William McRaven’s Daily Routine

William McRaven’s Daily Routine

Three years ago, longtime Navy SEAL commander William McRaven delivered the commencement address at the University of Texas at Austin, his alma mater. The speech quickly went viral and is perhaps best known for one nugget of wisdom: “If you make your bed every morning, you will have accomplished the first task of the day.” He concluded, “If you can’t do the little things right, you will never do the big things right.”

McRaven, who soon after retired from the military and became the chancellor of the University of Texas System, has now expanded his speech and turned it into a small inspirational book, Make Your Bed: Little Things That Can Change Your Life . . . and Maybe the World (Grand Central, April 4). In advance of the book’s publication, we asked him to tell us a bit more about what a typical morning routine might look like: In addition to making sure that his covers are pulled tight, and his corners are squared, what does he do from the moment he wakes to the moment he arrives at his office?

Morning Routine

  • 5:45 a.m. Rise to my iPhone’s blaring alarm, which startles me to consciousness and gets my heart pumping. (Note: on the days when I don’t work out, I wake a half-hour later.)
  • 5:50 Make the bed.
  • 5:55–6:20 Work out in my home gym—mostly weights, calisthenics, and a half-torso punching bag.
  • 6:20–6:40 Shower, shave and dress.
  • 6:40–7:05 Eat a big breakfast (three eggs, ham, toast, and a banana/yogurt protein smoothie), check personal email, and check the New York Times, USA Today, CNN, Fox, and ESPN newsfeeds. (I don’t have a personal social media account—no Facebook, no Twitter, etc.)
  • 7:10 Depart house.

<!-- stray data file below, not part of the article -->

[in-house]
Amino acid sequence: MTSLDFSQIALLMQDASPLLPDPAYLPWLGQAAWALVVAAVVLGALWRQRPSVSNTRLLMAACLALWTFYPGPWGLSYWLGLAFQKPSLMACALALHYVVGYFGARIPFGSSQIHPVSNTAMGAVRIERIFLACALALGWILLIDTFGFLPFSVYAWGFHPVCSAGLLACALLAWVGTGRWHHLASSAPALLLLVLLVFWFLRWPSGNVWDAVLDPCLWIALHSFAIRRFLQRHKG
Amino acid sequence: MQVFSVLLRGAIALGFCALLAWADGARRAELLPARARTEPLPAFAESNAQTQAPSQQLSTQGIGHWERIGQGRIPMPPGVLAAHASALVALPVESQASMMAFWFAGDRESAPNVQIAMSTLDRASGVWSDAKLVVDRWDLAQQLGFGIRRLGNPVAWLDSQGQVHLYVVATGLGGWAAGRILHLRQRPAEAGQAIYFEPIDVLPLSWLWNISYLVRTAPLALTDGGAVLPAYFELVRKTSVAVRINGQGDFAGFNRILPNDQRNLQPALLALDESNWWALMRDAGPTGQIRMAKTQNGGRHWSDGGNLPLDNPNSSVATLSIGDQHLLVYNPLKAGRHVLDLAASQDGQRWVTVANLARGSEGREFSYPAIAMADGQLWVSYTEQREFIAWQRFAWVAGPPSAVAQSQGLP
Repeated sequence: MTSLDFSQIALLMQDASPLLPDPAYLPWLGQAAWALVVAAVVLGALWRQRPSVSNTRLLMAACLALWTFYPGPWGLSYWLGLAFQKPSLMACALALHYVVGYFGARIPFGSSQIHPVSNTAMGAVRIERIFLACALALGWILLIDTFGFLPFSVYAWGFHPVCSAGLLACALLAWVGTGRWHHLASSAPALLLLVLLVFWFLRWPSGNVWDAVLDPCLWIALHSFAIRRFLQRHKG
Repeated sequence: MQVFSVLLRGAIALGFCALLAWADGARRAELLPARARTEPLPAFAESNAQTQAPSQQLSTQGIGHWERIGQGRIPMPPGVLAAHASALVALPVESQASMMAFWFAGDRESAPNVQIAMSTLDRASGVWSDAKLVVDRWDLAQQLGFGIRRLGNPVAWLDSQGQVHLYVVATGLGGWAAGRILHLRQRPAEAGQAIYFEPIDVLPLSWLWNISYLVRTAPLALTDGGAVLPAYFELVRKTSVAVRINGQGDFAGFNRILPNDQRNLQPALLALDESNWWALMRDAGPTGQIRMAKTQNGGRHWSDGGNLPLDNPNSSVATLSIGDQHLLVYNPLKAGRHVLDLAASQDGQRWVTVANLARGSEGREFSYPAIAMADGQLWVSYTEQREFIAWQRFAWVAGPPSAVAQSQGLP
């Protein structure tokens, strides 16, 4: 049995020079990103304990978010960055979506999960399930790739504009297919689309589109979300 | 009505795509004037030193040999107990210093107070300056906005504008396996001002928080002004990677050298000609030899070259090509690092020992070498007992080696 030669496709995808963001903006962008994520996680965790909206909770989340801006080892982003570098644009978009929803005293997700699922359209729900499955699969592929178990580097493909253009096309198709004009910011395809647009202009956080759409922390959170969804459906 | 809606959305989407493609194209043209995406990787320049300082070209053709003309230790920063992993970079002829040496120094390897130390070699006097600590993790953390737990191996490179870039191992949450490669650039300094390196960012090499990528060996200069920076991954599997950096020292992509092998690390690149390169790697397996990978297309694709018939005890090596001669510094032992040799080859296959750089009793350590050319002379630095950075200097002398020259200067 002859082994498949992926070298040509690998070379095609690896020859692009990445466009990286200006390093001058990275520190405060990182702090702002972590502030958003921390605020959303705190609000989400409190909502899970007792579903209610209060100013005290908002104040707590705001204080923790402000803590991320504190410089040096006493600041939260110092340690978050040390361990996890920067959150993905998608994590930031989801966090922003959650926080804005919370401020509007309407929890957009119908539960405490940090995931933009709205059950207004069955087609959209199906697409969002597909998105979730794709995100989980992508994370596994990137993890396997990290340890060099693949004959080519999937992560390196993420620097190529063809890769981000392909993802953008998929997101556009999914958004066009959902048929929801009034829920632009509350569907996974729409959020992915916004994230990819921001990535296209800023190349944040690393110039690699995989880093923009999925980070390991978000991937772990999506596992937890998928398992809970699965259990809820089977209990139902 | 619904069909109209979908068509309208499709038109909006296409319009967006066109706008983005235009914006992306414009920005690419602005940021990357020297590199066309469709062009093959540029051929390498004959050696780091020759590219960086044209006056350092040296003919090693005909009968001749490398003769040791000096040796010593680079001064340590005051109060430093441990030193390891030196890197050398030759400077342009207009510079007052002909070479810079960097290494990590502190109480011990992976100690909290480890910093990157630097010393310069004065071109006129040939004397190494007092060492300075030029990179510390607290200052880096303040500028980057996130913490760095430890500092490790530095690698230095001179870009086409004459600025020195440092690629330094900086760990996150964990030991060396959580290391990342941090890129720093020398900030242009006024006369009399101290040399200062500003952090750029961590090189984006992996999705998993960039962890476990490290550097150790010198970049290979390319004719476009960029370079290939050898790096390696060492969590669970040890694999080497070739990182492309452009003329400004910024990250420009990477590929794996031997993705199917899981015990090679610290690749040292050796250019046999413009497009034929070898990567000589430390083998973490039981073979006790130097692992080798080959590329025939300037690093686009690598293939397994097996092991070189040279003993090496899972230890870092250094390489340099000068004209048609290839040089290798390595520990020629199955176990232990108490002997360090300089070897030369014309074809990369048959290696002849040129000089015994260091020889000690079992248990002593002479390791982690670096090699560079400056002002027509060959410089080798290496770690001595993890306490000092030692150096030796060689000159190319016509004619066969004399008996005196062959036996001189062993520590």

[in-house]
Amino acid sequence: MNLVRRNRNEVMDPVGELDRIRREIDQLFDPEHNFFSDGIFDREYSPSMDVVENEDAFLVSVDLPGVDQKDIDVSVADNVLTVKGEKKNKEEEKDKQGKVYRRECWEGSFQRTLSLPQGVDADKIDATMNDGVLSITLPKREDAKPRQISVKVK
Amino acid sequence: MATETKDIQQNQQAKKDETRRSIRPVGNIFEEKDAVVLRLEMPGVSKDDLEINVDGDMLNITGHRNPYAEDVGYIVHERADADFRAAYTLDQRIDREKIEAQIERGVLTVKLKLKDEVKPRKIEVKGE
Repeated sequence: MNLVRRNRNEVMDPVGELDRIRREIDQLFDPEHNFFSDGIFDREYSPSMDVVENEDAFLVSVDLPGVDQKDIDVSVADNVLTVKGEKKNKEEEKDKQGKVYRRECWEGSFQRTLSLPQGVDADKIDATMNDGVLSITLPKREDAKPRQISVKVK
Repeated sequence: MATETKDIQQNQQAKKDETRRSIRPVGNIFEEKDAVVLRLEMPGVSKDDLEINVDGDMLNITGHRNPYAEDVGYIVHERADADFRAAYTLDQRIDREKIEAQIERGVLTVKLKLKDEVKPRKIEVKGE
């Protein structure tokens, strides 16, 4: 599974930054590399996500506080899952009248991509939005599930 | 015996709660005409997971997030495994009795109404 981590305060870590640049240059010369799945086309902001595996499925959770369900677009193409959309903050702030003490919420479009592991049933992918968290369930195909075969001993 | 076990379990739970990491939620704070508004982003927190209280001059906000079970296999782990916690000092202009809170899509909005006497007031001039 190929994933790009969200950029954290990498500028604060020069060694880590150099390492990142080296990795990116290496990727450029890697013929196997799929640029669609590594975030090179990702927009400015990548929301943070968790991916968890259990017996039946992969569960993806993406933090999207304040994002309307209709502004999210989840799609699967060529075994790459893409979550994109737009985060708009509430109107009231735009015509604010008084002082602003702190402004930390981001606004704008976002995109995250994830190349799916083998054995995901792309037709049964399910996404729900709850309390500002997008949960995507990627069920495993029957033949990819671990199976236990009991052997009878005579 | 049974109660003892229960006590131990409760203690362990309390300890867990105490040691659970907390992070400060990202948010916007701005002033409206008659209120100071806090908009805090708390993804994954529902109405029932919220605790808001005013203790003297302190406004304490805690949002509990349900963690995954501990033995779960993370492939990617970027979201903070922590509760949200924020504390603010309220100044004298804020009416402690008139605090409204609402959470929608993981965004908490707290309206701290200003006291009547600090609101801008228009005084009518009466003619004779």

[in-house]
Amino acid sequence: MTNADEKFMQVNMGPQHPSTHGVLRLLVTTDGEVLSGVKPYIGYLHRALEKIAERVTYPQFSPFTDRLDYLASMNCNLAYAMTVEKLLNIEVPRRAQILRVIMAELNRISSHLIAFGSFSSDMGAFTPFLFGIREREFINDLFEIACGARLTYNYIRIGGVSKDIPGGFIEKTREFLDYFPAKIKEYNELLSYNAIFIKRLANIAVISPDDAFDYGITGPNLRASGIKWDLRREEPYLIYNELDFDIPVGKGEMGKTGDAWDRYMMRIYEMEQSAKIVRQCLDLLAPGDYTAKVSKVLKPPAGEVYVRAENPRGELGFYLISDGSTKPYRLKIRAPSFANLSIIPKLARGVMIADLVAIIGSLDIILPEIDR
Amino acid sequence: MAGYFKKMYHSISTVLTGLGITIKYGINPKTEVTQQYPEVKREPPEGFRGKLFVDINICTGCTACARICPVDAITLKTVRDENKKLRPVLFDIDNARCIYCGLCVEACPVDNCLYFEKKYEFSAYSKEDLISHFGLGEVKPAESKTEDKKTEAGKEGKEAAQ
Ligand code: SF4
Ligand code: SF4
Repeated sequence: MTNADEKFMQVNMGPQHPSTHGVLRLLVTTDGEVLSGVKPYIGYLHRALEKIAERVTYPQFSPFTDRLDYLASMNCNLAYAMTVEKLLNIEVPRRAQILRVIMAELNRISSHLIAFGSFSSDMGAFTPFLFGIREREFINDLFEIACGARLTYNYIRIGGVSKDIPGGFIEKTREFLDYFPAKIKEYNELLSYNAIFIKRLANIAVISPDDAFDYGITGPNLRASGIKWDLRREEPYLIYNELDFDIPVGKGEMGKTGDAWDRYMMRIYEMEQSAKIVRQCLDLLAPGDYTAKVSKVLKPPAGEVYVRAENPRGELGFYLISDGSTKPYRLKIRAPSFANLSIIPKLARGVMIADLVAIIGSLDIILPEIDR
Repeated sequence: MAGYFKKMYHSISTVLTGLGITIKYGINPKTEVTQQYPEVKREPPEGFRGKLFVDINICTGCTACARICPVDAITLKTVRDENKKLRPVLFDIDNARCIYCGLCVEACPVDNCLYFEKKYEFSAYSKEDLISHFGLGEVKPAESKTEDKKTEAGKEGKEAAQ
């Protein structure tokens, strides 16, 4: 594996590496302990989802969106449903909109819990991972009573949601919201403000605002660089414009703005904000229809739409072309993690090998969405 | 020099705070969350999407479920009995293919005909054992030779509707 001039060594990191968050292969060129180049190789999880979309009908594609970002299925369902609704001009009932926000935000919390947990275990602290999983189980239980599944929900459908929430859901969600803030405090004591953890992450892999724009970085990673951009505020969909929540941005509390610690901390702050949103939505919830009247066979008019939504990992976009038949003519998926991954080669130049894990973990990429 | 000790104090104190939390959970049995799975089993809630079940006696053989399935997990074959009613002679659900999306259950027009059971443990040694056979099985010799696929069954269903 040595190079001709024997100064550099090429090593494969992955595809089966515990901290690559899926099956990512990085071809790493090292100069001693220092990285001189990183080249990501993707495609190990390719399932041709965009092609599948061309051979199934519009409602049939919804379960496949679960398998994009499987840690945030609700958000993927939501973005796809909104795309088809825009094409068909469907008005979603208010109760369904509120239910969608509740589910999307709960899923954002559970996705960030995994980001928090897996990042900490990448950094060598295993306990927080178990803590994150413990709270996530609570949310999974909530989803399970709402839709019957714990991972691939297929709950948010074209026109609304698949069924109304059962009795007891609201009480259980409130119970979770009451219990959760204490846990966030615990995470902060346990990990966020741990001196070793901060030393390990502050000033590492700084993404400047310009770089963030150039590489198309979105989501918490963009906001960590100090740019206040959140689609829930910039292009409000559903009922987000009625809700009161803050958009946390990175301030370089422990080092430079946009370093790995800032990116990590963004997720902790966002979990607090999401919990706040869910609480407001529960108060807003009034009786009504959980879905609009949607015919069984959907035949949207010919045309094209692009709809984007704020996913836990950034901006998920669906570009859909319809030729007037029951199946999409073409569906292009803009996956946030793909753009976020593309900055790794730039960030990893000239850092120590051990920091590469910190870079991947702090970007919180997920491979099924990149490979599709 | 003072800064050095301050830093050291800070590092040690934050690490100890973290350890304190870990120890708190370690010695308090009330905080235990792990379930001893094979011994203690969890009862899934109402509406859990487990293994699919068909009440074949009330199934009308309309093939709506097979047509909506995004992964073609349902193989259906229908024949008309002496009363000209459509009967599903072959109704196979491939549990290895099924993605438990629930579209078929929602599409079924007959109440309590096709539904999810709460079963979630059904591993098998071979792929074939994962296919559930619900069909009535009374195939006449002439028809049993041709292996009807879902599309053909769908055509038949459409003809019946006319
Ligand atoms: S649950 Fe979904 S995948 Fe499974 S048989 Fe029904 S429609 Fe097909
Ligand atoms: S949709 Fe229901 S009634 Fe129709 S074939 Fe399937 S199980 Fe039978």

• 7:15 Stop for coffee, which I take strong, with a bit of milk and a lot of sugar.
  • 7:30 Arrive at office.

Admiral William H. McRaven knows something about high-pressure, high-stakes situations. As head of United States Special Operations Command, he oversaw the raid that resulted in the death of Osama bin Laden. And that was only the capstone of a lifetime of service as a Navy SEAL.

But when McRaven gave the commencement address at his alma mater, the University of Texas at Austin, last year, his advice to grads kicked off with a surprisingly down-to-earth tip for such a battle-hardened warrior.

After admitting to being hungover for his graduation years earlier (and to completely forgetting the efforts of the commencement speaker), he got down to dispensing life lessons he learned at basic SEAL training. The first and most basic is accessible to anyone looking to supercharge their day (and will probably please your mom).

Make your bed!
“To me, basic SEAL training was a lifetime of challenges crammed into six months,” he tells the gathered grads, before explaining that “every morning in SEAL training my instructors…would show up at my barracks room, and the first thing they’d do is inspect my bed.”

It seemed ridiculous at the time, McRaven concedes, especially given that these were guys who aspired to be rock-hard SEALs, not domestic divas, “but the wisdom of this simple act has been proven to me many times over,” he insists. Why is making your bed such a powerful way to start your day? He offers three reasons.

First, “making your bed will…reinforce the fact that the little things in life matter. If you can’t do the little things right, you will never do the big things right.”

Second, because success (no matter how minuscule) breeds success. “If you make your bed every morning, you will have accomplished the first task of the day. It will give you a small sense of pride, and it will encourage you to do another task, and another, and another. And by the end of the day, that one task completed will have turned into many tasks completed,” McRaven explains.

Not only does making your bed kick off a little self-reinforcing cycle of success, but it also ensures a pleasant end to the day as well. “And if by chance you have a miserable day, you will come home to a bed that is made, that you made, and a made bed gives you encouragement that tomorrow will be better,” he says.

Sounds easy enough, especially considering the outsized benefits to the rest of your day.

Want to hear more of McRaven’s lessons from SEAL training? You can watch the full speech below.